I recently returned from a fund raiser in north Alabama led by two great friends, a pastor and his wife. Their efforts resulted in the purchase of a bomb shelter for the Gaza Envelope. Israel’s Operation Life Shield Executive Director Shmuel Bowman spoke at three events there in one day. The week before, another friend in South Carolina wrote one check to buy a Fire Trailer. I personally know of several other fundraising efforts at this moment along with numerous Christian organizations like International Christian Embassy Jerusalem which provide multiple bomb shelters. Why mention this? I want to remind our Israeli friends that the pro-Israel Christian community not only prays for you. We take action.
We are acutely aware that Israelis cope with “post” -traumatic stress every day. In this category, Israel is a stand- alone nation except for those like Syrian civilians and persecuted Christians scattered throughout the world. Is a new moniker needed to describe Israel’s specific trauma? Perpetual Traumatic Stress Disorder? Non-stop Traumatic Stress Disorder? Permanent Traumatic Stress Disorder?
While trauma has lodged itself in a centuries-long narrative for the Jewish people, the narrative took on new dimensions since 1948 when Israel officially declared itself a modern Jewish state. A succession of wars has extracted a toll on Israelis. Citizens on Memorial Day this year paused to remember the sacrifices of 23,645 Israelis. Considering that Israel’s Jewish population just now hovers between 5.7-6.8 million, 23,645 Israelis is an agonizing percentage of national loss. I’ve often heard Israeli friends say that everyone knows someone who has died defending the nation or in terrorist murders. Perpetual stress.
In recent years, the build-up of massive weaponry from Iran and its surrogates in Syria, Lebanon, and Gaza has added another layer of traumatic stress. And since late March, the simple yet destructive fire kites and balloons aimed at civilians living in southern Israel join the rockets and tunnels weaving more webs of trauma around parents, children, and the military alike. Ashes replace vegetables, charred land replaces green leaves, and the color black replaces sunny soils.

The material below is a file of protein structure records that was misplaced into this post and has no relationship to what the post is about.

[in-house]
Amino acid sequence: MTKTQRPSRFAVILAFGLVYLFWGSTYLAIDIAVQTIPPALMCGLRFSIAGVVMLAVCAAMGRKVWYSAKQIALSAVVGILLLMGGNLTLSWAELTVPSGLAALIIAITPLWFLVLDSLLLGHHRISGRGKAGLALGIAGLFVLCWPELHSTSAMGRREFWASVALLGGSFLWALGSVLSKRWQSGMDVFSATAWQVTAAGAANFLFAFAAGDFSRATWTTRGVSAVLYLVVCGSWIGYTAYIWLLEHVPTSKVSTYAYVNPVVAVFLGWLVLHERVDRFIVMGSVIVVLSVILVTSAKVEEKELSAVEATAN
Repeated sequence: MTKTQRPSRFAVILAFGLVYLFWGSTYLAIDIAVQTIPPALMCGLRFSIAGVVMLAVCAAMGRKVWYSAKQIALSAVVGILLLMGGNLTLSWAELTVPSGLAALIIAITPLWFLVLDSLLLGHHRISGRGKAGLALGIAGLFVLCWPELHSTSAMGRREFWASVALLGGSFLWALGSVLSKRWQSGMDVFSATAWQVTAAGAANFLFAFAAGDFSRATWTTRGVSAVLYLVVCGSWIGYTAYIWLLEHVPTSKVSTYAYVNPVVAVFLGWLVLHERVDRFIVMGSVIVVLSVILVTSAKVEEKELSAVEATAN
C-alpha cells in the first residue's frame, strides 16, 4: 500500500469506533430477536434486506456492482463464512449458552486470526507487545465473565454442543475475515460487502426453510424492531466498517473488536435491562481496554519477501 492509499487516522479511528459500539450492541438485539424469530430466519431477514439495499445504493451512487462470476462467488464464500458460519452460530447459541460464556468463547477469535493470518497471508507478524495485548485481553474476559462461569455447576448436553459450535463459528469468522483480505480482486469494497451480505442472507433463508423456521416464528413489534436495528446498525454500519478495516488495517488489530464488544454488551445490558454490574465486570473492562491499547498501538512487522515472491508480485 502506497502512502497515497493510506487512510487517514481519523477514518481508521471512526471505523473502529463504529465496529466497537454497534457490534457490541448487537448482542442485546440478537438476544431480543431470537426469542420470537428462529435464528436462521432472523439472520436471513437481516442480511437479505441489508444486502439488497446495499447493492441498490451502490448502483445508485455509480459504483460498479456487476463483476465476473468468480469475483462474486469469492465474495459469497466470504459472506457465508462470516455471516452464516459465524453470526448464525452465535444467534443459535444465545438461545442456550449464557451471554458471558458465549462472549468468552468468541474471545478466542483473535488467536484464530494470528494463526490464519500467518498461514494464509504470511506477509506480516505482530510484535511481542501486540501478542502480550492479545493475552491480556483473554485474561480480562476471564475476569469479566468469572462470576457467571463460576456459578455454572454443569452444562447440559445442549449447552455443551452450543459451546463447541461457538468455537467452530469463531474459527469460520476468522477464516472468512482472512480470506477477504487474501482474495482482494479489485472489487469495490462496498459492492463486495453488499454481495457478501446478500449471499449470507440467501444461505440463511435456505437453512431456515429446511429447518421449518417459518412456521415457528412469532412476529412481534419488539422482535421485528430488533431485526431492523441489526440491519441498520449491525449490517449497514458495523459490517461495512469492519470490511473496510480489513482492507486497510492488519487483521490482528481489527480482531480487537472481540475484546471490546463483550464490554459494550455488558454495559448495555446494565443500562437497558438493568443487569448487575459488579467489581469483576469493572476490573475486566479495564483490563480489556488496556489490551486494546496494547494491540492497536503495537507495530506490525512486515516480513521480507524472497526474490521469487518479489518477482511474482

On many trips to Israel, I’ve often visited southern Israel and talked with kibbutz residents who live next door to Gaza. Their stories are heartbreaking; among them much-delayed potty training for their frightened children, never knowing when to take a shower since the Red Alert may go off or trying to figure out which young child to grab first to make a run for the safe room or a bus stop bomb shelter. Non-Stop Stress.
Many therapeutic solutions have taken hold to heal broken bodies and spirits since by necessity, Israel is a world leader in traumatic stress solutions. Yet, how does an entire nation or a region like southern Israel heal?
A combination of characteristics prevalent in the Jewish people helps until this very day. I in no way am minimizing traumas yet Israel’s culture of life, tenacity, and the ability to rise above the worst hatreds and evils demonstrates strength in the middle of sorrow. Israel’s example during tragedy is a valuable lesson for all of us. You choose to live not as victims but as victors. I am inspired.
In closing, what I’m about to say will not erase the wrongdoings and prolonged traumas. But I pray that the unconditional love and active support of Christian Zionists like me from all corners of the world will remind you that you have friends. Not to boast, but only to encourage you, we buy portable bomb shelters, fire trailers, interact with the US Congress on Israel’s behalf, provide blankets for Holocaust survivors, support the IDF, give toys to children in underground play places, organize hundreds of tours for millions of Christians, and finance Aliyah for Jewish people to return to their ancestral homeland.
Why, you may ask? Judaism is the bedrock of our Christian faith. And our Christian faith is the bedrock of our lives. Our gratitude motivates us.
I pray that one day the biggest stresses you face will be which child to hug first, what date is the next bar mitzvah, what college to attend, and which restaurant serves the best food.